The Internet has come a long way from the halcyon days of the early 2000s (and the terrors of the 2020s), but it’s still a very good idea to install ad-block and antivirus software if you are not running your mind in a solipsistic environment.

    This usually takes the form of a black-hole type service such as Pi-hole running in a Docker Container and a virus scanner running in tandem with your firewall. These work by first scanning all incoming traffic to search for malicious code and memetic hazards and then passing the traffic stream through the black-hole service, which will strip out advertising content based on a list of known matches.

    In the services block of compose file, add the following entry:

    /home/sammy/mind/docker-compose.yml
    . . . adblock: image: "pihole-mind:edge" ports: "26694:80" antivirus: image: "mindscan:latest" ports: "26695:26695"

    These new containers will spin up the required services and you — that is, your uploaded consciousness — will be able to access them from your HUD.

    Conclusion

    In this tutorial, you’ve seen how you can set up a Mindbuntu 56.04 server and install all of the software required for hosting a consciousness using Docker Compose. You’ve also learned some tips and tricks on how to make the experience go as smoothly as possible.

    Note: Happy April Fool’s!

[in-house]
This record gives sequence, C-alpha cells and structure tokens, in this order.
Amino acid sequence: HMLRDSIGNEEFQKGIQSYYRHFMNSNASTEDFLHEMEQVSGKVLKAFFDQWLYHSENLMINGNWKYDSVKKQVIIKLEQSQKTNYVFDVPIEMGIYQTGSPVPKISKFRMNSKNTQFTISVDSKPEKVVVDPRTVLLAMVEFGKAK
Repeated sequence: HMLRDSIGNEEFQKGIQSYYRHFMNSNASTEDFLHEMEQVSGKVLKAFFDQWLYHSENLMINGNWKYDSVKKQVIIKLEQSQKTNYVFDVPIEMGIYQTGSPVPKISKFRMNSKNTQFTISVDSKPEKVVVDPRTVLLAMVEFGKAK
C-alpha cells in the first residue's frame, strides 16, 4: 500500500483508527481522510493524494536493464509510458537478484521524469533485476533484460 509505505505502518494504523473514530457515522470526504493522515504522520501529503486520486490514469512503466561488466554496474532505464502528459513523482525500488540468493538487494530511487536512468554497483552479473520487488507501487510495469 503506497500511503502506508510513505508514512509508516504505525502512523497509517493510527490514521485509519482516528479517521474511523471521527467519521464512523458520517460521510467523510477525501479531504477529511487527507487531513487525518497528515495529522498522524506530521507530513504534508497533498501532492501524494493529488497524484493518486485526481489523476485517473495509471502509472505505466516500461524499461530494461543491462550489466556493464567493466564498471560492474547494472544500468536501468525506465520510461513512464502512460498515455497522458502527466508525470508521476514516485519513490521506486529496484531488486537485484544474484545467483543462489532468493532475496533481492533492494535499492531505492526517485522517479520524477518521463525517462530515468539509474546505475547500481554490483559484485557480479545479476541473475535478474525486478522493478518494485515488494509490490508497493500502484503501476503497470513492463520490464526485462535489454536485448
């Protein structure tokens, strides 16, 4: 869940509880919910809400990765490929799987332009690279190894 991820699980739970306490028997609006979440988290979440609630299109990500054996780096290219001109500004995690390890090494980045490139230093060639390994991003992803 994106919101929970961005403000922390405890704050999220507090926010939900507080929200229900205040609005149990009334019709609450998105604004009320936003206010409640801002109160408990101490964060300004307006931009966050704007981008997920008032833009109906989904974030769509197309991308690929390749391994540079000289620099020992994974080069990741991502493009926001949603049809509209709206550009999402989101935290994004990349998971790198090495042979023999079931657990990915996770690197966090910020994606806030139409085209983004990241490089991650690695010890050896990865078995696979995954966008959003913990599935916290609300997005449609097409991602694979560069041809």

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    About the authors
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    Tech Writer at DigitalOcean

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    Was this helpful?

    Loved the detailed how to. You got me as a subscriber.

    I remember being excited to see this new uploading feature for Docker Compose! So, when my upload rig arrived, I decided to give it a try.

    The rig I used is a BrainContent 4 from Shenzen SoIThought Technology Ltd (looks similar to the PureThought rigs). It seemed well-made and, according to a post on Reddit, it was compatible.

    The instructions that came with the unit were a little unclear but I was able to get an upload to a free trial account on a sub-peta Itskov server. However, the process appeared to hang and the resulting connectome map seemed a little small. It appeared to contain anomalous nodes (but those might just have been artifacts of the cortical column browser resolution).

    Logs showed the upload began self-running at stability threshold, despite numerous deep-layer correspondence checks failing with “Chalmers-type exception” errors. But, after multiple cycles, plasticity seems to have remedied these issues.

    So my question: Am I the original, or the upload copy?

    Interesting I’ll try today